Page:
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dissolved in the mass of voluntary and vanquished CHAP.
subjects, who, under the name of Turks, are united by the common ties of religion, language, and manners. In the cities, from Erzeroum to Belgrade, that national appellation is common to all the Moslems, the first and most honourable inhabitants; but they have abandoned, at least in Romania, the villages, and the cultivation of the land, to the Christian peasants. In the vigorous age of the Ottoman government, the Turks were themselves excluded from all civil and military honours; and a servile class, an artificial people, was raised by the discipline of education to obey, to conquer, and to command *. From the time of Orchan and the first Amurath, the Sultans were persuaded that a government of the sword must be renewed in each generation with new soldiers; and that such soldiers must be sought, not in effeminate Asia, but among the hardy and warlike natives of Europe. The provinces of Thrace, Macedonia, Albania, Bulgaria, and Servia, became the perpetual seminary of the Turkish army; and when the royal fifth of the captives was diminished by conquest, an inhuman tax, of the fifth child, or of every fifth year, was rigorously levied on the Christian families. At the age of twelve or fourteen years, the most robust youths were torn from their parents; their names were enrolled in a book; and from that moment they were clothed, taught, and maintained, * Chalcondyles (l. v.) and Ducas (c. 23.) exhibit the rude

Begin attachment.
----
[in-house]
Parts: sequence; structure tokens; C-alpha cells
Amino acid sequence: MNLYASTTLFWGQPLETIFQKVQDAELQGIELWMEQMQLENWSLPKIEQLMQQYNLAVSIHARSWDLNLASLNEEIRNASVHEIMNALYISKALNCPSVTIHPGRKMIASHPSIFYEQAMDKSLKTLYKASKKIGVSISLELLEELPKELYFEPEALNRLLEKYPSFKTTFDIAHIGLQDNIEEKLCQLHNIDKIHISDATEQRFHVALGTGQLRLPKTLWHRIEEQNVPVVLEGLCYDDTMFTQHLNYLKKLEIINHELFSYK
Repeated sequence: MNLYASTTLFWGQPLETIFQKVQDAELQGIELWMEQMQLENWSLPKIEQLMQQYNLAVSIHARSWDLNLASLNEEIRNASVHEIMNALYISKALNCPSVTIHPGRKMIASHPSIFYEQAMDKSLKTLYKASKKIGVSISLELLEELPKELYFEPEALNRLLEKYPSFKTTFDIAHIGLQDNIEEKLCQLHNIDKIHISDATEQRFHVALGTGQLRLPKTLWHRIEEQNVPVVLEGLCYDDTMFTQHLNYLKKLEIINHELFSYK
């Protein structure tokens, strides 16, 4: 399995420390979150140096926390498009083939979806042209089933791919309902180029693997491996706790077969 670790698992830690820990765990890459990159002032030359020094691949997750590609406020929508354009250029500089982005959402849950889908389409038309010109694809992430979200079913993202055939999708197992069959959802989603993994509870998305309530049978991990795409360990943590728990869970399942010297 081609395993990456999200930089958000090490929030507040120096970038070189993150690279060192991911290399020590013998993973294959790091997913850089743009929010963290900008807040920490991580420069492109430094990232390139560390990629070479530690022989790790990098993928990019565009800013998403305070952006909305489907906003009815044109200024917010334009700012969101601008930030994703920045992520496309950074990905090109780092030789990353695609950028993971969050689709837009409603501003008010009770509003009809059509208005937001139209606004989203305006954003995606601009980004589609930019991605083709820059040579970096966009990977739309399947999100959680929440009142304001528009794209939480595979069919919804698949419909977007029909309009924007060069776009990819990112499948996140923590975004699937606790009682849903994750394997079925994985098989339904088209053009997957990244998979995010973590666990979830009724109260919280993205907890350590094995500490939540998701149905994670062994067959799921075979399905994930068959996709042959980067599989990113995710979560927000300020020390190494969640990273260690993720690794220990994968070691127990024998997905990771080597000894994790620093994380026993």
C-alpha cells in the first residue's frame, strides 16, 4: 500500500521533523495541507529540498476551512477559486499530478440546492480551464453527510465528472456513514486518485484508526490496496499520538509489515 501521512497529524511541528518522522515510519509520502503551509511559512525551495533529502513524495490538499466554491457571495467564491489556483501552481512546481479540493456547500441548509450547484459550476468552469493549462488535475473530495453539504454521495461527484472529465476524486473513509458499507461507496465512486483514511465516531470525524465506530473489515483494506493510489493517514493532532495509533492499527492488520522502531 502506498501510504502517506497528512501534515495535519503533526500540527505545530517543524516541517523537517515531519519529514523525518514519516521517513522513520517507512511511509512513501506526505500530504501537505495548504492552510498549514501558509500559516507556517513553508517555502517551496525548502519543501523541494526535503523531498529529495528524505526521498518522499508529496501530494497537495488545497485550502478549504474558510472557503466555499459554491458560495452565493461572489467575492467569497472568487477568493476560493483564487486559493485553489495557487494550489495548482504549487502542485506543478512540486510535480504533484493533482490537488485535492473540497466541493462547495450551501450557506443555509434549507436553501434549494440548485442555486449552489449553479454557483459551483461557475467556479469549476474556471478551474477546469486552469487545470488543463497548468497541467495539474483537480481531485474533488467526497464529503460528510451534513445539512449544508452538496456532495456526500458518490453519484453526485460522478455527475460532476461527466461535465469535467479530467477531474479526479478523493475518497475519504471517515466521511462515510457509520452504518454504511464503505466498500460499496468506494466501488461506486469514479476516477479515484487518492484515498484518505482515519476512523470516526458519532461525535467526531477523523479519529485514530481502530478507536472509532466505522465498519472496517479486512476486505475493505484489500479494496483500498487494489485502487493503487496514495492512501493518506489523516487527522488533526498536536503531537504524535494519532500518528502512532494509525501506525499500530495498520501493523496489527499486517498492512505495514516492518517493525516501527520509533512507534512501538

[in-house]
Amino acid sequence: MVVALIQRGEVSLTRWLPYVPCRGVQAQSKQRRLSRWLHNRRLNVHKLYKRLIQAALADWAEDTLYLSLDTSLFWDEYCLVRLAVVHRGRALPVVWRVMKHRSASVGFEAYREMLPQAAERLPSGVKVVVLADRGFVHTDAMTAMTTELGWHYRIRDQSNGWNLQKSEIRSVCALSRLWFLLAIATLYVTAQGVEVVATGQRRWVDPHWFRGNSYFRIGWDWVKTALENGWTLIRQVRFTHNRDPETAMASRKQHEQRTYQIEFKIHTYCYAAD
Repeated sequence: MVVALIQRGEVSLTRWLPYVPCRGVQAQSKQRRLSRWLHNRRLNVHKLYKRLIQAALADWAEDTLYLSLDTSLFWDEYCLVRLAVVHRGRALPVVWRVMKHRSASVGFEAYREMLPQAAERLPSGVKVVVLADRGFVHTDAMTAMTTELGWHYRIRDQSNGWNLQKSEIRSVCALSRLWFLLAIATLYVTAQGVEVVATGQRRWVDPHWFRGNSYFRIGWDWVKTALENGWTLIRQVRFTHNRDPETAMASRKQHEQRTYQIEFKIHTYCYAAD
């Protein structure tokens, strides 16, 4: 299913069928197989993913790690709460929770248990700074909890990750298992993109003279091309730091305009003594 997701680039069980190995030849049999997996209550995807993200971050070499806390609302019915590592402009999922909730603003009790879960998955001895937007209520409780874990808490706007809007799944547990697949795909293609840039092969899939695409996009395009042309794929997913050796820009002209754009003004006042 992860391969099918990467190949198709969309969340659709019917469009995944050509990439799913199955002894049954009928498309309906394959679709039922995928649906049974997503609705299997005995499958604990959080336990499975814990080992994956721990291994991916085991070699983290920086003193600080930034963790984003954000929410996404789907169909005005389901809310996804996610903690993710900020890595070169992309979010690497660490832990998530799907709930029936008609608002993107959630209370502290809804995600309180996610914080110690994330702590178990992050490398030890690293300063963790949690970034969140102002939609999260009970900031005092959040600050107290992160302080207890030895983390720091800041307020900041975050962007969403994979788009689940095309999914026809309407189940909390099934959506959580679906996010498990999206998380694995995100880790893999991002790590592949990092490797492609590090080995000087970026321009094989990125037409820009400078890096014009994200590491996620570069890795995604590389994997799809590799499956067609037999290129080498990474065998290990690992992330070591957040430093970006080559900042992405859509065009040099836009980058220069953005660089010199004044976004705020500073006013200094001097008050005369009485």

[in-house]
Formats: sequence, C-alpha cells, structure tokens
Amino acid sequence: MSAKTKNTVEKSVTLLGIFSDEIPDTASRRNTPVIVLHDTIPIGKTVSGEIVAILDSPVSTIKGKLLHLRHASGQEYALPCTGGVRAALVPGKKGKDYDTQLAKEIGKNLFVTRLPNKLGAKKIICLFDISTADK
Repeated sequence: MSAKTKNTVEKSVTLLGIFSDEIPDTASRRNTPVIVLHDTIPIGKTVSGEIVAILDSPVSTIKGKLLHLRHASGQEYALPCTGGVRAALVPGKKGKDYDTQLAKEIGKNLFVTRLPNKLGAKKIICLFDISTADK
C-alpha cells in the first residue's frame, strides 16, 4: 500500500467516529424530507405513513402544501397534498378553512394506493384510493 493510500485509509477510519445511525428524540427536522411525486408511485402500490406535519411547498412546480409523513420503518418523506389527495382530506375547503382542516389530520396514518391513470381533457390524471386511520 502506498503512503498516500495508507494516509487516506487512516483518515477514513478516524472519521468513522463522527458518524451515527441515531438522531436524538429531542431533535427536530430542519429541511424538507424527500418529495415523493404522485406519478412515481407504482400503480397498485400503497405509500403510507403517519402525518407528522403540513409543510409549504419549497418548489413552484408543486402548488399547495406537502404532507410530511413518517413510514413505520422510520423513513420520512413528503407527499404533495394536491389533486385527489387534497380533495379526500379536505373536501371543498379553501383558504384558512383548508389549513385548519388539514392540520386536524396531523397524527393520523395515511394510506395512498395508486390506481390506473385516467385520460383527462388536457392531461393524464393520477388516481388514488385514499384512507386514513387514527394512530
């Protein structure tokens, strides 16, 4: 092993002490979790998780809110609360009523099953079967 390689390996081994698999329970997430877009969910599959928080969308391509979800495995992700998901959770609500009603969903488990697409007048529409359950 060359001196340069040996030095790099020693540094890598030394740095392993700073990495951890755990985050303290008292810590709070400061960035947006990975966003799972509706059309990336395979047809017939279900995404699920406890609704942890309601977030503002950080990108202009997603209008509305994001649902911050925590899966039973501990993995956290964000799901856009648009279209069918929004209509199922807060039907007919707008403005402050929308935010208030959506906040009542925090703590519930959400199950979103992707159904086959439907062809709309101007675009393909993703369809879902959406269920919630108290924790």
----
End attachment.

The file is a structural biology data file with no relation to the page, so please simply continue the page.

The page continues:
lineaments of the Ottoman policy, and the transmutation of Christian children into Turkish soldiers. *
tained, for the public service. According to the promise of their appearance, they were selected for the royal schools of Boursa, Pera, and Adrianople, entrusted to the care of the bashaws, or dispersed in the houses of the Anatolian peasantry. It was the first care of their masters to instruct them in the Turkish language; their bodies were exercised by every labour that could fortify their strength; they learned to wrestle, to leap, to run, to shoot with the bow, and afterwards with the musket; till they were drafted into the chambers and companies of the Janizaries, and severely trained in the military or monastic discipline of the order. The youths most conspicuous for birth, talents, and beauty, were admitted into the inferior class of Agiamoglans, or the more liberal rank of Ichoglans, of whom the former were attached to the palace, and the latter to the person of the prince. In four successive schools, under the rod of the white eunuchs, the arts of horsemanship and of darting the